Bertrand du Castel

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Bertrand du Castel
Bertrand du Castel Beijing April 2002.jpg
Bertrand du Castel in Beijing in April 2002 during a visit to Peking and Tsinghua universities.
Born (1952-02-08) February 8, 1952 (age 68)
NationalityFlag of the United States.svg Flag of France.svg
Alma materUniversity of Paris
Ecole Polytechnique
Known forComputer Theology
Java Card
AwardsVisionary Award (2005)
Scientific career
FieldsComputer science

Bertrand du Castel is a French-American author and scientist who won in 2005 the Visionary Award [1] from Card Technology Magazine for pioneering the Java Card, which by 2007 had sold more than 3.5 billion units worldwide.[2] In 2008, du Castel and Timothy M. Jurgensen published Computer Theology: Intelligent Design of the World Wide Web, a theology of the World Wide Web based on a comparative study of human societies and computer networks.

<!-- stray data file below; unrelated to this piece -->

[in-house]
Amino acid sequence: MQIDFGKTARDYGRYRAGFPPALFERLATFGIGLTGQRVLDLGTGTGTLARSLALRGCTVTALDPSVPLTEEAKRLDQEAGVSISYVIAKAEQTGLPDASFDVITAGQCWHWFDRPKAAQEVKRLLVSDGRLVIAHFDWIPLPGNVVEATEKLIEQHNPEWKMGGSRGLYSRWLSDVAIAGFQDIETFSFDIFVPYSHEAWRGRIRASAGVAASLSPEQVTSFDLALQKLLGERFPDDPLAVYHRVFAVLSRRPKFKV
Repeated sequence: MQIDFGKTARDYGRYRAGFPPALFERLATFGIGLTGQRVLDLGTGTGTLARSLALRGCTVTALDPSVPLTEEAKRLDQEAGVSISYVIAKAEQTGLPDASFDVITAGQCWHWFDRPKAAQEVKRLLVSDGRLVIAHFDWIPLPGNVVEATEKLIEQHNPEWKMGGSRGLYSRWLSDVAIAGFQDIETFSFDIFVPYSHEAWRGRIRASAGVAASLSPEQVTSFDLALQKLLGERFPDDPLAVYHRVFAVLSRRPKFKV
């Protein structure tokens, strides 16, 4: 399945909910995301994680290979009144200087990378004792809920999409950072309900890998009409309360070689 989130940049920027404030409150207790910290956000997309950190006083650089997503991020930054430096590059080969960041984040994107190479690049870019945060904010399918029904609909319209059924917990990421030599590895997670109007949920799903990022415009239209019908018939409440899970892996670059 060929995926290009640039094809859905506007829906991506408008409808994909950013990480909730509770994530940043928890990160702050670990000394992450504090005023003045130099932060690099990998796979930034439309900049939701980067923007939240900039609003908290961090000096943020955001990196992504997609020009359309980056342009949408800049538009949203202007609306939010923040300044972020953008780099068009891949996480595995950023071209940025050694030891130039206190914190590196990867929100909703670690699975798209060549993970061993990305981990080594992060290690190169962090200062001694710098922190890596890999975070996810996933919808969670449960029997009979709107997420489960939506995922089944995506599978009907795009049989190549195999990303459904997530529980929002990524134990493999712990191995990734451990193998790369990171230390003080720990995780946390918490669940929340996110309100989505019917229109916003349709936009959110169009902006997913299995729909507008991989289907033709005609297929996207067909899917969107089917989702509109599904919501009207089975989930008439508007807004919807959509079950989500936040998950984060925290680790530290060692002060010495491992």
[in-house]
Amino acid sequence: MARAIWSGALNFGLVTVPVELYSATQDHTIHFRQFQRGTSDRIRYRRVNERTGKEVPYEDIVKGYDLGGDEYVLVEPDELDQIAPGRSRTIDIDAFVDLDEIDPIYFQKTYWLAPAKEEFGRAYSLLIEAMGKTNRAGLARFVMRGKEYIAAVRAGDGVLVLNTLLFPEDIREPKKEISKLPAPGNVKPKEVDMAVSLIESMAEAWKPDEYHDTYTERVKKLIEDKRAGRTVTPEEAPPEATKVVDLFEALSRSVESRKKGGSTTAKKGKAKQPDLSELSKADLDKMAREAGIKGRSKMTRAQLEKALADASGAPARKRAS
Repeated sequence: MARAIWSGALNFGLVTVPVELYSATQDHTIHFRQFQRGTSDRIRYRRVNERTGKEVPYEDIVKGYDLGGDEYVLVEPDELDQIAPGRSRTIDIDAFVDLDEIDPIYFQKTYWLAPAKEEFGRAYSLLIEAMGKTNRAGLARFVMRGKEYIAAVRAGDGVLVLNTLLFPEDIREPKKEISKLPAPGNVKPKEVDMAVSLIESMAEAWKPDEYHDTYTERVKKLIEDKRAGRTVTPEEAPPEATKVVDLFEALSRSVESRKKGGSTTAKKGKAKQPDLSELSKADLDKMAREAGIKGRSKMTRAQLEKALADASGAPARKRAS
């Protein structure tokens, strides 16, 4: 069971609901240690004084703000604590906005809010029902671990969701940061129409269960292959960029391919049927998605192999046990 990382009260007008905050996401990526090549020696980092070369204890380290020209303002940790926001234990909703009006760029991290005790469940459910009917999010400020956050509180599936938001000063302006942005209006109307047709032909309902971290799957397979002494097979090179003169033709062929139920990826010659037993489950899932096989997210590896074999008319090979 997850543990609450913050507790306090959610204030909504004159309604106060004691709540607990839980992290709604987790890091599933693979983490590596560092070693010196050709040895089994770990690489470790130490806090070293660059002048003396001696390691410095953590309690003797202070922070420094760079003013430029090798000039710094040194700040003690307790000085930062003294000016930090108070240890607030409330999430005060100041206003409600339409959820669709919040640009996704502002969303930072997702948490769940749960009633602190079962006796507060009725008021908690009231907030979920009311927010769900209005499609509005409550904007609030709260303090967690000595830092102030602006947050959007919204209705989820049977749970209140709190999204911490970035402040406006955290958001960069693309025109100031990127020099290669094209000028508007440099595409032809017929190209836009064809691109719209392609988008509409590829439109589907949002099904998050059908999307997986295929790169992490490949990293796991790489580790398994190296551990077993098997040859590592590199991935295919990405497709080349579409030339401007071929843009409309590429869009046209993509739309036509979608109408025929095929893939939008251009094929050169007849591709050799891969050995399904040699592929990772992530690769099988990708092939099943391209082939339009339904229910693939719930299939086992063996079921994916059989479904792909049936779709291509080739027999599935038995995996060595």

Du Castel was born in 1952 in France a descendant of Louis-Eugène Cavaignac, who governed France as Prime Minister before being defeated by Napoléon III, and Paul Dubois, whose Joan of Arc sculpture stands in Washington D.C. A graduate of Ecole Polytechnique with a 1977 PhD from the University of Paris in Theoretical Computer Science, he was a Post-Doctoral Fellow at the IBM France Research Center before hiring with Schlumberger in France in 1978. He emigrated to the United States in 1983 where he has lived in Austin, Texas since, becoming an American citizen in 1994.